Hawaii Volcanoes National Park
In Hawaii Volcanoes Nartional Park, visitors can get close to Kilauea, the world's most active volcano, and drive to the crater rim of massive Mauna Loa, the island's second tallest point (after Mauna Kea) at 13,647 feet. Kilauea erupted back in 1983 and has been discharging lava ever since. It stinks of sulfur and the earth often shakes, but this show of the volcano's potency is all part of the excitement. Park rangers are always on hand to steer visitors clear of possibly dangerous areas.
While at the park, take a short walk through the Thurston Lava Tube, which was formed when the outer crust of a stream of lava hardened and remained after the rest of it had flowed downhill. At the south end of the park, along Route 130, visitors can view streams of Kilauea's lava as it flows south and hits the ocean.
This 13,796-foot volcano located in the island's northern portion is one of the U.S.'s major centers of astronomical research. During daylight hours, guided walks through the Mauna Kea Observatory let visitors take a tour of its six high-power telescopes. Weather conditions change rapidly as you go up, so bring layers of clothing that you can add on. The peak gets so cold during the winter that there is snow skiing here between January and March.
This is the Big Island's largest city and, after Honolulu, the second largest city in all of the Hawaiian Islands. Located on the humid eastern shore, the city occupies one of the island's wettest spots: Hilo's annual rainfall tops 130 inches a year. In addition to limiting the amount of resort development in the area, the large quantity of precipitation also drapes the city in flowers and greenery year round and coaxes the growth of some of the world's most amazing orchids.
To learn about old Hilo, visit the Lyman House Museum, an old home from the 1830s. Other attractions to visit include nearby Waianuenue Falls, an 80-foot waterfall with colorful rainbows of mist, and Liliuokalani Park, with its 30 acres of immaculately groomed Japanese gardens.
Kona, located on the west side of Hawaii, covers about 60 miles of rolling coastal terrain. This area has earned the nickname "the Gold Coast" because of the near-perfect weather that graces this side of the island. Resorts and hotels are built along the seashore, and just a bit inland, coffee plantations grow world-famous coffee beans. Be sure to try a cup of Kona coffee here.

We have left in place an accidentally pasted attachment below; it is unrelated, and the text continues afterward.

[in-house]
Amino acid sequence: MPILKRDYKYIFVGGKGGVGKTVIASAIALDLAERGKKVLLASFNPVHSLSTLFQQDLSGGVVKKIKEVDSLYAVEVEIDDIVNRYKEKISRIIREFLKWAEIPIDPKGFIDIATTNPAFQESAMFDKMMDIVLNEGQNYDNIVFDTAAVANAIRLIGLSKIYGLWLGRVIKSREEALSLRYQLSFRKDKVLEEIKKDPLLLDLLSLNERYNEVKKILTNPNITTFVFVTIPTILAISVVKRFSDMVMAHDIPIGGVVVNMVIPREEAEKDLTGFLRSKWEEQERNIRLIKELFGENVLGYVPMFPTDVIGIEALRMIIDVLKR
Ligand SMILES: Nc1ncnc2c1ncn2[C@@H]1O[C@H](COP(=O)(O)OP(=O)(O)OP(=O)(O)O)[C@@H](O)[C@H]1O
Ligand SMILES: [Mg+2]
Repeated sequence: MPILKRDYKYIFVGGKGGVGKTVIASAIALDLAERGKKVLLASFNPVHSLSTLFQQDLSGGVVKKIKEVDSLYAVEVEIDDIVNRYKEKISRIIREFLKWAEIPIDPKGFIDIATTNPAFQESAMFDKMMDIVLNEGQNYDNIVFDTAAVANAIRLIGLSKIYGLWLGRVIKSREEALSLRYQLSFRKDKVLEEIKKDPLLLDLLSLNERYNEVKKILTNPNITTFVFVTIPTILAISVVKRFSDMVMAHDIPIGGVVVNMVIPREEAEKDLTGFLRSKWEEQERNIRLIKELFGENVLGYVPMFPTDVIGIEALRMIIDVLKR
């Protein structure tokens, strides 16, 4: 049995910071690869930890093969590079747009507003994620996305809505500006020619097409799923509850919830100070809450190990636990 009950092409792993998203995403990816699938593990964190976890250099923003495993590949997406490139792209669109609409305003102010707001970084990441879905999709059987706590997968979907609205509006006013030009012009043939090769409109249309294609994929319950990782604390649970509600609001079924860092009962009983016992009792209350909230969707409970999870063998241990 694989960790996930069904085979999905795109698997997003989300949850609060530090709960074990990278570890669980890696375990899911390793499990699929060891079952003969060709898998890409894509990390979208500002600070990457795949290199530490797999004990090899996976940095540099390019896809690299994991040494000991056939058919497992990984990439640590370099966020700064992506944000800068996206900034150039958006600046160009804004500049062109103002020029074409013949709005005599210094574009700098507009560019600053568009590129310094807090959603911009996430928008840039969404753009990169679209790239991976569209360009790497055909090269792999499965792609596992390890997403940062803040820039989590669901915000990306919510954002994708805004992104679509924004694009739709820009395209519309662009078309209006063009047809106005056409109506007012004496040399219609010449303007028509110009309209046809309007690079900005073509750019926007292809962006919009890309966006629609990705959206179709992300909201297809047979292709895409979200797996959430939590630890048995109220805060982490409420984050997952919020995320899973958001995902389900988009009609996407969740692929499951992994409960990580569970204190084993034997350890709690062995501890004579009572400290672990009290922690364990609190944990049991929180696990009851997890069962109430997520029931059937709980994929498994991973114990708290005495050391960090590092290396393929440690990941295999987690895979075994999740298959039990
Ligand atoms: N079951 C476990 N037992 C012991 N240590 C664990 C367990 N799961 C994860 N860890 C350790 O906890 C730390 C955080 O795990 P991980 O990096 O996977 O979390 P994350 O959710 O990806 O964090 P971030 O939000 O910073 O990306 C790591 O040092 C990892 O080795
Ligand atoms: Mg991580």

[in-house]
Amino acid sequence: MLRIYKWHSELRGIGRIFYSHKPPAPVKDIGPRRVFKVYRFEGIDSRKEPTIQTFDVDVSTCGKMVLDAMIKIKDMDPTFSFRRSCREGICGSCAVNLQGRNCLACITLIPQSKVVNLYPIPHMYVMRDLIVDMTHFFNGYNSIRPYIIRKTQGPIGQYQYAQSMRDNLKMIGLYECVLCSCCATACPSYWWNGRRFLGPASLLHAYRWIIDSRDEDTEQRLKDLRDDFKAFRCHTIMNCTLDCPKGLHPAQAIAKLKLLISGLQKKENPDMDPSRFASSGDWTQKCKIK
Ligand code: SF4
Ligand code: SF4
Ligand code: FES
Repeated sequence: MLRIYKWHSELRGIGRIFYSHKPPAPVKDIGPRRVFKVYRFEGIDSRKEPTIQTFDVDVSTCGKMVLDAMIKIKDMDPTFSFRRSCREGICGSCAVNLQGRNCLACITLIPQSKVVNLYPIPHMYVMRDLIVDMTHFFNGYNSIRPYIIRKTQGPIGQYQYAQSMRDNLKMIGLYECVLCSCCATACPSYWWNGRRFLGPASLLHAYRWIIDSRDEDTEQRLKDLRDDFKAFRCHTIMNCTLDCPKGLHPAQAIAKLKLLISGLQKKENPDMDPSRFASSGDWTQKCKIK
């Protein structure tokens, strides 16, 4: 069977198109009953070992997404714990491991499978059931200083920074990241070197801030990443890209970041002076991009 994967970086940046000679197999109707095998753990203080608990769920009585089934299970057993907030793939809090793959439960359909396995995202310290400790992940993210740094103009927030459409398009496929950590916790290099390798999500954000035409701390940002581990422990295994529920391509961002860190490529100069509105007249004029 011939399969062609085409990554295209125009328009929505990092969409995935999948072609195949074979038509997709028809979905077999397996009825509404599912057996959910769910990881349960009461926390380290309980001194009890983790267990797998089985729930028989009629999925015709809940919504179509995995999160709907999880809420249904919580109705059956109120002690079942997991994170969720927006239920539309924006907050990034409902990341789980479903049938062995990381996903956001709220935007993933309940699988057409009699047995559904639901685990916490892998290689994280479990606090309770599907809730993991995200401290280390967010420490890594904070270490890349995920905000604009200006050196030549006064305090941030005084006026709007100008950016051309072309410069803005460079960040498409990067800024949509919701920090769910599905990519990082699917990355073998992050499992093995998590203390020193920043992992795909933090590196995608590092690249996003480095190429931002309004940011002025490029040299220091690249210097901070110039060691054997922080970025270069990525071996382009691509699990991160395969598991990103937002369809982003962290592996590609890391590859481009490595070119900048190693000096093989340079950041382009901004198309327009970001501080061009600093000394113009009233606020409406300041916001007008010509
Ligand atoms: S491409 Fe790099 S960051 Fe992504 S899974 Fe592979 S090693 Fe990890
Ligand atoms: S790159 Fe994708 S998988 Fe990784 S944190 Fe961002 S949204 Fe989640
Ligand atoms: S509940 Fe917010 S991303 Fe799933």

You'll find some of the Big Island's best beaches on the Kona Coast, including the unique black-sand beach at Hookena Beach Park. With its excellent swimming, bodysurfing, and other water sports, the white-sand Hapuna Beach State Recreation area is another popular local place.
Puuhonua O Honaunau National Historical Park on the southern Kona coast once served as a place of absolution for law breakers. A variety of interesting cultural sights in the area include the ancient Hawaiian temple, Hale O Keawe Heiau, a Great Wall that dates to 1550, caves with petroglyphs scrawled on the walls, and tidepools formed in hardened lava flows. Other places to visit in the area are the Kaloko-Honokohau National Historical Park with its burial caves and exotic fishponds, Kona Coast State Park, and the Puako Petroglyphs.
Known as the birthplace of Hawaii's first ruler, King Kamehameha I, North Kohala on Hawaii's northwest tip is home to numerous historical attractions. Just north of King Kamehameha's birthplace is Mookini Luakini Heiau, a temple dating to the 5th century, where kings and priests once prayed to the great goddess Pele and other important Hawaiian deities.
Heading south down the coast, you'll find Lapakahi State Historical Park, a reconstructed Hawaiian fishing village. A little further south is Puukohola Heiau National Historic Sight, a temple constructed by King Kamehameha. Some of the island's largest resorts and top golf courses can also be found on the South Kohala coast.
Located in Waimea upcountry, this tract of land comprising 225,000 acres is the largest family-owned ranch in the United States. In 1989, Parker Ranch was opened to visitors, who can now tour the elegant Parker residences or take guided horse rides around the grounds.
Visit the lush Waipio Valley where you can walk from the lookout to the valley floor and see flowering plants, jungle, taro patches, and waterfalls. Don't miss the view of Hiilawe Falls, Hawaii's highest free-fall waterfall, whose cascades are more than 1,000 feet tall. Other places to visit include Kalopa State Park, with 100 acres of native rain forest and an ancient ohia tree forest; Akaka Falls State Park, where you can easily reach one of Hawaii's most impressive waterfalls; and the Hawaii Tropical Botanical Garden, home to 1,000 different species of tropical plants.
Although the area on the easternmost point of the Big Island is not known for its beaches, it boasts many other interesting attractions: Visit the funky artist community of Pahoa; the Lava Tree State Monument, where you can see the after-effects of lava on ohia trees; the Kapoho tidepools, some of which are deep enough for snorkeling; and Mackenzie State Recreation area, which still maintains an old Hawaiian coastal trail.